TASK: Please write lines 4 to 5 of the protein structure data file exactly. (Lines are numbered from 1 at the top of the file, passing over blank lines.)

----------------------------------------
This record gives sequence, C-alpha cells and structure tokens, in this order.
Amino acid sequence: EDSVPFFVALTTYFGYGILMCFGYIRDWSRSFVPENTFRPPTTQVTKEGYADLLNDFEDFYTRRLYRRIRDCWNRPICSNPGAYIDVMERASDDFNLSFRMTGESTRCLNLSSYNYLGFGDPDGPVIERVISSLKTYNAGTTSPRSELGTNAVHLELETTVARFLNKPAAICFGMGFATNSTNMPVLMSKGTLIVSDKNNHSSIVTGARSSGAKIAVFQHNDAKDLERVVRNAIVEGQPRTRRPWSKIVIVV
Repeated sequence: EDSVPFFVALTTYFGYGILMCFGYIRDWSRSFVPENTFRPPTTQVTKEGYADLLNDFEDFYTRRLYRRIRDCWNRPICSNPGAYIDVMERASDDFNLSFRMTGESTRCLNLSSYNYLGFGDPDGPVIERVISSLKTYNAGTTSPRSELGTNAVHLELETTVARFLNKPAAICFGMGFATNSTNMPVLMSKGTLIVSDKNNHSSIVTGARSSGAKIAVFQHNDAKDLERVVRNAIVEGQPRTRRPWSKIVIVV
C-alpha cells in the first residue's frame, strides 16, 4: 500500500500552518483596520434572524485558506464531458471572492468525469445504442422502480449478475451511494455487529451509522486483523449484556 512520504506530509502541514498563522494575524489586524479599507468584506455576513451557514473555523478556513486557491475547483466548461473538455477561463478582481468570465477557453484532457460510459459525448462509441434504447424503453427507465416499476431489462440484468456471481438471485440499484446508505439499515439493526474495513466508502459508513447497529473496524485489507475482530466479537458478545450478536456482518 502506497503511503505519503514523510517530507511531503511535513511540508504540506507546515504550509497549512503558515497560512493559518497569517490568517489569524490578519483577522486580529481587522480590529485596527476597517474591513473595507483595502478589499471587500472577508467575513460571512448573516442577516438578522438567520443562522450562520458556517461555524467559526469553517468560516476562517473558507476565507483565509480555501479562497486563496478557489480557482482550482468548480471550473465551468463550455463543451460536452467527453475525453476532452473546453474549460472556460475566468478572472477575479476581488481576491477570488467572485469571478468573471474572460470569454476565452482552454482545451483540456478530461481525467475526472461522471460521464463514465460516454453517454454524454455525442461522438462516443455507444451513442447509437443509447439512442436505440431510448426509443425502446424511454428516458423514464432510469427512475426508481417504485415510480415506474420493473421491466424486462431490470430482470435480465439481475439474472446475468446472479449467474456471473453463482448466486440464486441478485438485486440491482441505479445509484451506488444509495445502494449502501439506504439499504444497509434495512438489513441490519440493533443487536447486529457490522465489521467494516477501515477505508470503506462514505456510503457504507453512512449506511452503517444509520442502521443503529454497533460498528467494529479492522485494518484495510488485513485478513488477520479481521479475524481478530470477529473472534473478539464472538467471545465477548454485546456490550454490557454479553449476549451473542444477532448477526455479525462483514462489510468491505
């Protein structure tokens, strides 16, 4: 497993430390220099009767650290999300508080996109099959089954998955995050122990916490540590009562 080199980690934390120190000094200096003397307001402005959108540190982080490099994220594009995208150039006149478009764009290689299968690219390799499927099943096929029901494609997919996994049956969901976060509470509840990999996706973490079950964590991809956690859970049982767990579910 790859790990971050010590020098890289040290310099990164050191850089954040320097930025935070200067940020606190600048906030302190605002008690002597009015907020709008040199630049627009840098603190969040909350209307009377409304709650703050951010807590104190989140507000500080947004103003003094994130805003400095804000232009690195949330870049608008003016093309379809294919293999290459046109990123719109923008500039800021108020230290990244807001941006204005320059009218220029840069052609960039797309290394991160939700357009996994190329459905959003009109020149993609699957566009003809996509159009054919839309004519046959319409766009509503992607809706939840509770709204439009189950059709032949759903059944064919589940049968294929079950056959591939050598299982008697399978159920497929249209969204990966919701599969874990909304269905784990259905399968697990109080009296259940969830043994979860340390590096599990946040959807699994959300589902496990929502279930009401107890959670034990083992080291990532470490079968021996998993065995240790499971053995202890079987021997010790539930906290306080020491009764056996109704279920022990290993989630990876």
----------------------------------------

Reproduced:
C-alpha cells in the first residue's frame, strides 16, 4: 500500500500552518483596520434572524485558506464531458471572492468525469445504442422502480449478475451511494455487529451509522486483523449484556 512520504506530509502541514498563522494575524489586524479599507468584506455576513451557514473555523478556513486557491475547483466548461473538455477561463478582481468570465477557453484532457460510459459525448462509441434504447424503453427507465416499476431489462440484468456471481438471485440499484446508505439499515439493526474495513466508502459508513447497529473496524485489507475482530466479537458478545450478536456482518 502506497503511503505519503514523510517530507511531503511535513511540508504540506507546515504550509497549512503558515497560512493559518497569517490568517489569524490578519483577522486580529481587522480590529485596527476597517474591513473595507483595502478589499471587500472577508467575513460571512448573516442577516438578522438567520443562522450562520458556517461555524467559526469553517468560516476562517473558507476565507483565509480555501479562497486563496478557489480557482482550482468548480471550473465551468463550455463543451460536452467527453475525453476532452473546453474549460472556460475566468478572472477575479476581488481576491477570488467572485469571478468573471474572460470569454476565452482552454482545451483540456478530461481525467475526472461522471460521464463514465460516454453517454454524454455525442461522438462516443455507444451513442447509437443509447439512442436505440431510448426509443425502446424511454428516458423514464432510469427512475426508481417504485415510480415506474420493473421491466424486462431490470430482470435480465439481475439474472446475468446472479449467474456471473453463482448466486440464486441478485438485486440491482441505479445509484451506488444509495445502494449502501439506504439499504444497509434495512438489513441490519440493533443487536447486529457490522465489521467494516477501515477505508470503506462514505456510503457504507453512512449506511452503517444509520442502521443503529454497533460498528467494529479492522485494518484495510488485513485478513488477520479481521479475524481478530470477529473472534473478539464472538467471545465477548454485546456490550454490557454479553449476549451473542444477532448477526455479525462483514462489510468491505
């Protein structure tokens, strides 16, 4: 497993430390220099009767650290999300508080996109099959089954998955995050122990916490540590009562 080199980690934390120190000094200096003397307001402005959108540190982080490099994220594009995208150039006149478009764009290689299968690219390799499927099943096929029901494609997919996994049956969901976060509470509840990999996706973490079950964590991809956690859970049982767990579910 790859790990971050010590020098890289040290310099990164050191850089954040320097930025935070200067940020606190600048906030302190605002008690002597009015907020709008040199630049627009840098603190969040909350209307009377409304709650703050951010807590104190989140507000500080947004103003003094994130805003400095804000232009690195949330870049608008003016093309379809294919293999290459046109990123719109923008500039800021108020230290990244807001941006204005320059009218220029840069052609960039797309290394991160939700357009996994190329459905959003009109020149993609699957566009003809996509159009054919839309004519046959319409766009509503992607809706939840509770709204439009189950059709032949759903059944064919589940049968294929079950056959591939050598299982008697399978159920497929249209969204990966919701599969874990909304269905784990259905399968697990109080009296259940969830043994979860340390590096599990946040959807699994959300589902496990929502279930009401107890959670034990083992080291990532470490079968021996998993065995240790499971053995202890079987021997010790539930906290306080020491009764056996109704279920022990290993989630990876």